Alamar (To the Sea) (2009)
Average Rating: 7.4/10
Reviews Counted: 45
Fresh: 41 | Rotten: 4
No consensus yet.
Average Rating: 7.7/10
Critic Reviews: 11
Fresh: 11 | Rotten: 0
No consensus yet.
Average Rating: 4/5
User Ratings: 938
A young boy and his father learn about living in harmony with nature in this languid drama from filmmaker Pedro Gonzalez-Rubio. A man from Mexico (Jorge Machado) travels to Italy and falls in love with a beautiful local woman (Roberta Palombini). Their feelings for one another are strong, but they prove to be short lived, and when they decide to beak up after the birth of their son Natan, he returns to Mexico while she stays in Italy and takes primary custody of the child. However, the father
Jul 14, 2010 Wide
Jan 11, 2011
Film Movement - Official Site
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So little is said on any subject that we're free to make our own conclusions about the world Natan inhabits.
"Alamar" takes a lyrical approach to a story about father-son bonding in the tropics. It's as sketchy as it is beautiful.
It is to González-Rubio's credit that he can celebrate nature so joyously, yet suggest neither the preferred lifestyle of either parent is superior to the other.
As much home movie as neorealist non-narrative, Alamar provides a nearly hypnotic immersion in the brilliantly aqua, impossibly tranquil Caribbean -- a Paradise Regained not just for Natan but for everyone.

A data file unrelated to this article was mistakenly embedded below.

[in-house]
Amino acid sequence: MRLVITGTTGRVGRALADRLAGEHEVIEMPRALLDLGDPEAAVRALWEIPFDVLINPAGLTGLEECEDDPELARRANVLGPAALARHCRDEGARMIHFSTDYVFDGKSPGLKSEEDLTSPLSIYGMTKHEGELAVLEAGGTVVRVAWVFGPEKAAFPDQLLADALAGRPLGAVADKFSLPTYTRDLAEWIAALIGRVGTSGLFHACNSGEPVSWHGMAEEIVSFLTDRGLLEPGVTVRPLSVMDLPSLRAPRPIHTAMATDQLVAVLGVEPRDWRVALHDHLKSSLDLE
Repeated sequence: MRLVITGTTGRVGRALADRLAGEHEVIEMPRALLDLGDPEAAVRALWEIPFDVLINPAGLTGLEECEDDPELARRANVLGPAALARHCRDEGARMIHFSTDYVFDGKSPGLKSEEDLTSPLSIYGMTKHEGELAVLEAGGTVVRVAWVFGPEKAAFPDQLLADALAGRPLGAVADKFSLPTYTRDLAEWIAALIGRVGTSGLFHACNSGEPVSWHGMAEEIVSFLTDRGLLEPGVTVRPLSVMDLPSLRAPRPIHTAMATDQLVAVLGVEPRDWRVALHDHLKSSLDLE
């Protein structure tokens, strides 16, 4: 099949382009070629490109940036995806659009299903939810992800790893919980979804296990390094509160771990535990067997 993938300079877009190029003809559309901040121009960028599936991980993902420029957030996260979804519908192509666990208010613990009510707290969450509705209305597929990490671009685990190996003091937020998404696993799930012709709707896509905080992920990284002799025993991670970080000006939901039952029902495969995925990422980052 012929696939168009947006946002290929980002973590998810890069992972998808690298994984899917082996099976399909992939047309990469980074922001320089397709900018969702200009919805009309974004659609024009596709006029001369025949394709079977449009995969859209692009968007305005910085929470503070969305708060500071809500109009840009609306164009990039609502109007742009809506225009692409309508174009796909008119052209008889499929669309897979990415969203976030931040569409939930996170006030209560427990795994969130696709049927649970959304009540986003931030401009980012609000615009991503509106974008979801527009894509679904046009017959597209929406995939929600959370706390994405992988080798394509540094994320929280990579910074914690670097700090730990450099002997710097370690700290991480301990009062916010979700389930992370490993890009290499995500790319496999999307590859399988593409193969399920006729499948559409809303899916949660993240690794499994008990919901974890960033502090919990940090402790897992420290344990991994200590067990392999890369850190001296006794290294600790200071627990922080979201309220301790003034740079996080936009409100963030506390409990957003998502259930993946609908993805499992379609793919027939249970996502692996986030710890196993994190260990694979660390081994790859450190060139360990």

Moving but never sentimental, ambient but rigorously focused, this is an assured, refreshingly simple film where the dramas and responsibilities of parenthood exist inside a bubble of blissed-out tropicalia.
Pedro González-Rubio takes the viewer on a leisurely journey through the timeless ritual of catching and cleaning fish, and the natural progression of paternal love over the course of a few days.
Alamar is a slow, beautiful meditation on nature, family and the relationship between father and son.
It's hard to tell whether this line has been scripted or captured, but it packs an emotional punch all the same.
An extraordinary portrait of a positive and meaningful father-son relationship that touches the heart.
A beautifully shot and carefully nuanced look at the forging of a bond between a father and a son.
Mexico's Alamar arrives like a breath of fresh air reminding us of cinema's potential for simple and elegant beauty.
Even with the cast playing themselves and a good premise, the idea to script only some of the film ends up creating a series of disconnected sequences.
A remarkably pure cinema experience, not just because it's about selfless parental devotion but because the film itself has been stripped down to the basics.
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